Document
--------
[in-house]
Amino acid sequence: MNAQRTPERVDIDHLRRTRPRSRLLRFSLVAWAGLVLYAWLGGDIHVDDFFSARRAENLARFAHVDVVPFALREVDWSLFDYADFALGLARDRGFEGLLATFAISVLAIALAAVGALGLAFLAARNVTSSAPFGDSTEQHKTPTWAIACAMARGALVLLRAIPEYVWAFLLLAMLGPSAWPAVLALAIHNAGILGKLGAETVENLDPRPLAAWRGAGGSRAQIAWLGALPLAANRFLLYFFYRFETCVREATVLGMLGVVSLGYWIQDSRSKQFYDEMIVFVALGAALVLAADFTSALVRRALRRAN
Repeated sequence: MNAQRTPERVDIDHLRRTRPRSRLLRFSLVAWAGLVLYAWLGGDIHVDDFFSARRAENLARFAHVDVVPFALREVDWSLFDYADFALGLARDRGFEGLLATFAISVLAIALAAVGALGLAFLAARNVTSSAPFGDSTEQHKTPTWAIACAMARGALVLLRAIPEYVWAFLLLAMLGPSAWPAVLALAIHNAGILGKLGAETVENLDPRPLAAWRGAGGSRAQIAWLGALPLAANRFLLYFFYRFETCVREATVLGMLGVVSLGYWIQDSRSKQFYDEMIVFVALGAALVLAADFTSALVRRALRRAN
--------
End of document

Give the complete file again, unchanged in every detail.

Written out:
[in-house]
Amino acid sequence: MNAQRTPERVDIDHLRRTRPRSRLLRFSLVAWAGLVLYAWLGGDIHVDDFFSARRAENLARFAHVDVVPFALREVDWSLFDYADFALGLARDRGFEGLLATFAISVLAIALAAVGALGLAFLAARNVTSSAPFGDSTEQHKTPTWAIACAMARGALVLLRAIPEYVWAFLLLAMLGPSAWPAVLALAIHNAGILGKLGAETVENLDPRPLAAWRGAGGSRAQIAWLGALPLAANRFLLYFFYRFETCVREATVLGMLGVVSLGYWIQDSRSKQFYDEMIVFVALGAALVLAADFTSALVRRALRRAN
Repeated sequence: MNAQRTPERVDIDHLRRTRPRSRLLRFSLVAWAGLVLYAWLGGDIHVDDFFSARRAENLARFAHVDVVPFALREVDWSLFDYADFALGLARDRGFEGLLATFAISVLAIALAAVGALGLAFLAARNVTSSAPFGDSTEQHKTPTWAIACAMARGALVLLRAIPEYVWAFLLLAMLGPSAWPAVLALAIHNAGILGKLGAETVENLDPRPLAAWRGAGGSRAQIAWLGALPLAANRFLLYFFYRFETCVREATVLGMLGVVSLGYWIQDSRSKQFYDEMIVFVALGAALVLAADFTSALVRRALRRAN